Meanwhile, statistics bear out the fact that inserting spirituality into patient care has wide public support. Drawing upon several independent studies, Dr. Bryan Thatcher said 90 percent of patients surveyed believe in God, and 70 percent point to religion as an important influence in their lives.
"At the same time, both the family of patients and the caregivers commonly rely on spirituality to help them get through difficulties," said Dr. Thatcher, the international director of Doctors for Divine Mercy and founder ofEucharistic Apostles of The Divine Mercy, an apostolate of the Marian Fathers. An inpatient survey concluded that 77 percent of patients said physicians should address patients' spiritual beliefs; 57 percent of inpatients with terminal disease reported spiritual distress; and 72 percent of patients said their spiritual needs are not being met by medical system, Dr. Thatcher said.
"This should be proof enough that we need to take this to heart. Be courageous," said Dr. Thatcher, co-author of the new Marian Press title At the Bedside of the Sick and Dying: A Guide for Parish Ministry, Family, and Friends. "The majority of people are believers, and the families need and rely on spirituality to cope, and more say the medical system is failing them," he said.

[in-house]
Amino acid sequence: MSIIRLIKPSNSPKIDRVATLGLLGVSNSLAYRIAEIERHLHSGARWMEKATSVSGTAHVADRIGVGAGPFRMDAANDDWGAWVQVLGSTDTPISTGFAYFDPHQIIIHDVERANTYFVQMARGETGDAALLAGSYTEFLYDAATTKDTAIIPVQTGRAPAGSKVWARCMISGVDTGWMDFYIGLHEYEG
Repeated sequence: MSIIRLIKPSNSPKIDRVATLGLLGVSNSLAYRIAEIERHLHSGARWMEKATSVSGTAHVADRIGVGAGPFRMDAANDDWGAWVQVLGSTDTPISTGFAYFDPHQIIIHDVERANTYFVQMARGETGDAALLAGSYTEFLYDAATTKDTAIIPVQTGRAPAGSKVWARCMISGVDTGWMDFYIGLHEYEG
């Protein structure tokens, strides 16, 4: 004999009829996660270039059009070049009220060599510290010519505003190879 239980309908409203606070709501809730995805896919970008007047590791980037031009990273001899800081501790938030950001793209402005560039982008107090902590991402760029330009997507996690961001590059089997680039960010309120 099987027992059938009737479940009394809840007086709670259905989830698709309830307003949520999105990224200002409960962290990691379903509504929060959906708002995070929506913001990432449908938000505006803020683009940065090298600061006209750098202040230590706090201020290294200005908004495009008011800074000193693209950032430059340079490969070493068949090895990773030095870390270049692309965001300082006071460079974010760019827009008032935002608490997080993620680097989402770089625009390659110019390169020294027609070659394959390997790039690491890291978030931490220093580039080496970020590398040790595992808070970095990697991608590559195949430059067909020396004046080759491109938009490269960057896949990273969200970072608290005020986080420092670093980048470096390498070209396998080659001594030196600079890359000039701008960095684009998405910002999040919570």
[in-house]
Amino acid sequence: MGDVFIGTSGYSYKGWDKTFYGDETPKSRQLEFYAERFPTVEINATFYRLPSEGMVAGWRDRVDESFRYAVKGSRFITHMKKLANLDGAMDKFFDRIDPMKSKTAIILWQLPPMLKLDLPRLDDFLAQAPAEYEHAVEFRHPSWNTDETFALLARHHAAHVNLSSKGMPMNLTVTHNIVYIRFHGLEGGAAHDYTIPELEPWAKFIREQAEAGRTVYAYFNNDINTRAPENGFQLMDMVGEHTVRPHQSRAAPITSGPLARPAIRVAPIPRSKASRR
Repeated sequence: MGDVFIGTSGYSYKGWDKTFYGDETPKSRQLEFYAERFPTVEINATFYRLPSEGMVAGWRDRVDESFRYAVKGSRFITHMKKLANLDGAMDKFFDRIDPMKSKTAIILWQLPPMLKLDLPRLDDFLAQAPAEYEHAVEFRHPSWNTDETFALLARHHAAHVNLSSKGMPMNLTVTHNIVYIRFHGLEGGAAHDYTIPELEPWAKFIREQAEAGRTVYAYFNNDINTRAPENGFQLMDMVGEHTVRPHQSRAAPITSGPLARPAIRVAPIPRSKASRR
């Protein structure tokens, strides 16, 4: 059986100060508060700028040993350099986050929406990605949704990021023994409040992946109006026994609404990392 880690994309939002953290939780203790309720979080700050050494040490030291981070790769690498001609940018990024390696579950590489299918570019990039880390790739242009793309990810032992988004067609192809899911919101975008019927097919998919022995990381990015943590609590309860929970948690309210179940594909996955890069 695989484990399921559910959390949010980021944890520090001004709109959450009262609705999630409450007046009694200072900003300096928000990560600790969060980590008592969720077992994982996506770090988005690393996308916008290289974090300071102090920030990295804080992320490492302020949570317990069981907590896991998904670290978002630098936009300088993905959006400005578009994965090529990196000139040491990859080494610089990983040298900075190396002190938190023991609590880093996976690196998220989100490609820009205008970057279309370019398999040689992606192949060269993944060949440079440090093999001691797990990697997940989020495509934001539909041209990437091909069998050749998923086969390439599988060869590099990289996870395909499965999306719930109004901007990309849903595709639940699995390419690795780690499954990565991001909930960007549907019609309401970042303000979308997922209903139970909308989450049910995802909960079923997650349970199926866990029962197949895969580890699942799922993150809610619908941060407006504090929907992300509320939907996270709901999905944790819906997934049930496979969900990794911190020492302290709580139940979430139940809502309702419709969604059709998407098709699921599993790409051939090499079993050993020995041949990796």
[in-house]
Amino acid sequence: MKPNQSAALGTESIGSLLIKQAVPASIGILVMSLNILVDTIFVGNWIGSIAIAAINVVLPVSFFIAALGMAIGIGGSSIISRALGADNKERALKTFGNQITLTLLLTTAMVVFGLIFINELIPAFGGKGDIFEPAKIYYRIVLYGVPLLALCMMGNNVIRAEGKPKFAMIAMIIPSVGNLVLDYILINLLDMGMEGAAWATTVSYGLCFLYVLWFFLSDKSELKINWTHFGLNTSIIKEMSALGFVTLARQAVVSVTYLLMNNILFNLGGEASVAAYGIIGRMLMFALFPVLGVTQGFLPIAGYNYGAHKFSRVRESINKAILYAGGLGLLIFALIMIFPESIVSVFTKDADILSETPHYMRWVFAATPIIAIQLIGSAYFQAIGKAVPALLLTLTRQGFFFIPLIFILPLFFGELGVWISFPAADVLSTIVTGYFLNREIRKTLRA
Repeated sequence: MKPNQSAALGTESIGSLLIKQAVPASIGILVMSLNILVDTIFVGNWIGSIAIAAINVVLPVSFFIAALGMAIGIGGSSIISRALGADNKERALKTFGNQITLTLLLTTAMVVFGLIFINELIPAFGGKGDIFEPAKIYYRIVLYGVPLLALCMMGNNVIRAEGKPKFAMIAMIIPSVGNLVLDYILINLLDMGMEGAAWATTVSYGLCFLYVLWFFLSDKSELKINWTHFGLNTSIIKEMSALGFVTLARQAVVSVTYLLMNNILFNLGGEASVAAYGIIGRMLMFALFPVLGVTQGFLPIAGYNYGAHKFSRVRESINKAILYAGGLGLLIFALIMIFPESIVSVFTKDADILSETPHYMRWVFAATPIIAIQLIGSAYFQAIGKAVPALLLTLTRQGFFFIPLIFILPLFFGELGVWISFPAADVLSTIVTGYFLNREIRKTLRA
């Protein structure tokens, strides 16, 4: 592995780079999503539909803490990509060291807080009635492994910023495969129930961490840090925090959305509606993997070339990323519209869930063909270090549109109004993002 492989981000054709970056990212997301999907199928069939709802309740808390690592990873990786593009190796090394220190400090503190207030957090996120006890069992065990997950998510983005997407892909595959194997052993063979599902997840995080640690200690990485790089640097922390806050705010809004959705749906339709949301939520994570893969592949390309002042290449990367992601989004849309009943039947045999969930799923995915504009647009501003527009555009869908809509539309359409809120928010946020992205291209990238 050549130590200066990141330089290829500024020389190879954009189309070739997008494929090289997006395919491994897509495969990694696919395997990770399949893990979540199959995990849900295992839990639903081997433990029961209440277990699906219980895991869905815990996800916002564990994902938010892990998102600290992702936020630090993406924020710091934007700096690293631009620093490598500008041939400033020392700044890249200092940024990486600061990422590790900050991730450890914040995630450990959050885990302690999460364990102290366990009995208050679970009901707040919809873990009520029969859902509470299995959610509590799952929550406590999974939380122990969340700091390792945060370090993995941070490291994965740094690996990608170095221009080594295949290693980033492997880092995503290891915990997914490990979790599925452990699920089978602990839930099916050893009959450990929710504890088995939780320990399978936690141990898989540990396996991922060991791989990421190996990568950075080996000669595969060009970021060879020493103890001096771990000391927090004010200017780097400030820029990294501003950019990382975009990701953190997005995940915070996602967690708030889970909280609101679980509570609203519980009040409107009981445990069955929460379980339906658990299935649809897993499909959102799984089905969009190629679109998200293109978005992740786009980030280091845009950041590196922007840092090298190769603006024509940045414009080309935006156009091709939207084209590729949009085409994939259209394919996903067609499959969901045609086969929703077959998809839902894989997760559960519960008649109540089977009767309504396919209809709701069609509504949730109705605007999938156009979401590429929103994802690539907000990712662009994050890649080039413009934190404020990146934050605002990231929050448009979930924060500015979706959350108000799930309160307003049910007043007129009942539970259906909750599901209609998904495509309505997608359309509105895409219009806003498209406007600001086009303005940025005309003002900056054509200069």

No longer a practicing physician, Dr. Thatcher said that, looking back to his medical career, he has one regret: He once viewed medical care as simply "the mechanical treatment " of disease. "I didn't think of calling a priest and praying." He said, "There are so many people who are alone and going through death alone, and we have to be cognizant of this, not just of the mechanics."
'Have Courage!' | The Divine Mercy Message from the Marians of the Immaculate Conception